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Sunday, May 5, 2013

Why isn't it a sacrament when women become nuns, but it is when men get ordained?

“Love the Lord with all your heart, and with all your soul, 
         and with all your MIND”--Matt 22:37

 From Catholic Answers website:

If a sacrament is an outward sign of grace, then why is the process of being ordained a sacrament for a priest but not a sacrament when women become nuns?  How is this fair?

A sacrament is an outward sign instituted by Christ.  Jesus determines what a sacrament is and who will receive it.  As for the priesthood, it is not comparable to religious life.  In fact it it's not comparable to any other thing on the earth.  It is a share in Christ's priesthood which he himself established.  No one is worthy of it.  A Catholic priest actually ministers in the person of Christ.  That Jesus ordained only men would be unfair if all human beings had a right to such an honor.  The fact is, we don't.

Religious life, on the other hand, is a way of living that is based on the evangelical counsels that Jesus preached. The vows of religious life represent the totality of human existence.  We are all called to be chaste (both married and single), we are all called to obey lawful authority, and we are all called to be poor in spirit.  Religious life accentuates these by going a step farther, thereby drawing attention to them.  It acts as a beacon, reminding people that we all owe God the oblation of all that we are. Religious life is opened to men and women alike.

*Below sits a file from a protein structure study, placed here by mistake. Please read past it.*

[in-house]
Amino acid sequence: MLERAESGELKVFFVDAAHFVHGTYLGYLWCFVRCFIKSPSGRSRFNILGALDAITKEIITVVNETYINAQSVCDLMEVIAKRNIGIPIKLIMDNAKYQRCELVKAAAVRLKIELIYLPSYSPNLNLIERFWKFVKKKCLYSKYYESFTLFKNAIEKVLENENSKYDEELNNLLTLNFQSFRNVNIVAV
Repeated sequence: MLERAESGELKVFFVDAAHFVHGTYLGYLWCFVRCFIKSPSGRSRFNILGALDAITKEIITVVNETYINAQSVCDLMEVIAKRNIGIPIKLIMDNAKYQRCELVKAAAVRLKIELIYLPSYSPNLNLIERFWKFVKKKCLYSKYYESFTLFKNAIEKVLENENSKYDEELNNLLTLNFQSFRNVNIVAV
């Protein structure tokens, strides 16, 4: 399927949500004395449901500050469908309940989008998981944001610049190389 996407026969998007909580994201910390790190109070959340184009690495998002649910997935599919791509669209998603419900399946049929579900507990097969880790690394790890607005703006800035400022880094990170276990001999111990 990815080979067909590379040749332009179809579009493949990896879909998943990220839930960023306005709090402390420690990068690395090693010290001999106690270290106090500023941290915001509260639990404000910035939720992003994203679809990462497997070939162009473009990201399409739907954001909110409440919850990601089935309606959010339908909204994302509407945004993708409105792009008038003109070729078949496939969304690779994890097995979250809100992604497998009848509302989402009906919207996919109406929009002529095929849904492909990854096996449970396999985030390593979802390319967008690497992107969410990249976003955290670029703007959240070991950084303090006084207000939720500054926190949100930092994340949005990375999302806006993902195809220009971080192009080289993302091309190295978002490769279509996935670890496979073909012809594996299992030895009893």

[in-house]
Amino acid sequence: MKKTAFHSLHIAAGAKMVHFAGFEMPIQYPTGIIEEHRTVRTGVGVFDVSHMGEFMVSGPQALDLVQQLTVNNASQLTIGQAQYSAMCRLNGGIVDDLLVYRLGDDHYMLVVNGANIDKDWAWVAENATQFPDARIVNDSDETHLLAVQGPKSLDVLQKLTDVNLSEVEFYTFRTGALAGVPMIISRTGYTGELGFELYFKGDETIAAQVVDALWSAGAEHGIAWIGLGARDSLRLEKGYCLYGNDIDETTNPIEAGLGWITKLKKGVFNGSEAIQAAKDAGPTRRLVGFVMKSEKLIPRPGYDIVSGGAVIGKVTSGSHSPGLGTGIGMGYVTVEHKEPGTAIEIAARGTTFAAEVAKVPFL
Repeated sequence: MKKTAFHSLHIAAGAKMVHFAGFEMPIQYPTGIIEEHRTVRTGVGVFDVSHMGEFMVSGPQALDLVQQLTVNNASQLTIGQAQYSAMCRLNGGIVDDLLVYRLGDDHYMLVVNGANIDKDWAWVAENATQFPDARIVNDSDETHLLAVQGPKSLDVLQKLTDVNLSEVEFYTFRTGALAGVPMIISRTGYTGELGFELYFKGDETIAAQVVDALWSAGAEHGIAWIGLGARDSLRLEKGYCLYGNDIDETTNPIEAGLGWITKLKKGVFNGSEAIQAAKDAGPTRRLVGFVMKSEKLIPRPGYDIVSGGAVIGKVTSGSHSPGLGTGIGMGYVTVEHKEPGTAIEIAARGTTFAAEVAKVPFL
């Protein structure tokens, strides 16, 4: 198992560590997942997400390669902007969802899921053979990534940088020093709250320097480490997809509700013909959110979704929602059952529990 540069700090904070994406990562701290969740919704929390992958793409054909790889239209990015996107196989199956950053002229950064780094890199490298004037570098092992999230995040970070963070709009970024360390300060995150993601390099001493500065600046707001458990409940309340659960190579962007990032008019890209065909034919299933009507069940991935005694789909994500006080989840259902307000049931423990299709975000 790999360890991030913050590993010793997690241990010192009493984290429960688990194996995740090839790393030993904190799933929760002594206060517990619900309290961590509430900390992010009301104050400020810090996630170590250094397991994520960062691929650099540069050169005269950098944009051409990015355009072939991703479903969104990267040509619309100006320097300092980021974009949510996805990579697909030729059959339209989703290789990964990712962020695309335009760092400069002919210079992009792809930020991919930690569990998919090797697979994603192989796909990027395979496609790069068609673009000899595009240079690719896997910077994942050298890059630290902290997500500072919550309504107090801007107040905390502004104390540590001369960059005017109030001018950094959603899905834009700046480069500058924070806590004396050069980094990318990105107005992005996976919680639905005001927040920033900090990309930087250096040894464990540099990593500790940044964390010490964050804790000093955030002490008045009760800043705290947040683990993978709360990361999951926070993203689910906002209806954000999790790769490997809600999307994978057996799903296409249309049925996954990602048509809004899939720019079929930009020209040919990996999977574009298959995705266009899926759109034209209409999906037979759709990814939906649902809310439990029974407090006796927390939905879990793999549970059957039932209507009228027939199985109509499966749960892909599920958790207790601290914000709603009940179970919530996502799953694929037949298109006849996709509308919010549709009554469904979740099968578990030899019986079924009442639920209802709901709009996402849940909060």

Answered by:  Fr. Vincent Serpa, O.P.

I have heard it said that when an ordination occurs, the universe is changed forever.  What existed 30 seconds prior to ordination exists no more for eternity!  The man who stood before God and the Church is no more.  

Ordination confers on his soul a new ontological (that is, at its essence or at our very being) participation in the ministry of Christ.

This is why the priesthood is so very different from the ministry of Protestant churches.  Protestant ministers are about what they do.  The Catholic priesthood is who he is. Ontologically.  At his essence.  

As such, ordination is not the "deputizing" of someone to perform an assignment. It is NOT the admission of someone to a profession such as medicine or law.

And this is why women can never be ordained as priests.  For the priesthood is not about what he does--clearly, a woman can "do" everything a man may "do" in his job as a priest: a woman could indeed sit in a confessional, hear someone's sins and say the words--the same as any man can.  And perhaps offer more nurturing, counseling and better insight than a man...

and a woman could indeed say the words of consecration--perhaps with even more emotion, better diction, more sincerity, etc etc etc...

That is, women are quite capable of the doing part of what a priest does. 

When someone has an impoverished understanding of the priesthood he cannot see why women can't be priests--because he sees it as akin to being a counselor, or a manager, or an evangelist.  And who in the right mind would say that a woman can't be a counselor, or manage a business, or preach the good news?  But we understand that the priesthood is not about what he does, but about what he is.

So even if a woman were "ordained" to the priesthood, she would not be, at her essence a priest.  It's just not ontologically possible.  

For more in-depth study visit these websites:

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"Always be prepared to give an answer to everyone who asks you to give the reason for the hope that you have. But do this with gentleness and respect" - 1 Peter 3:15

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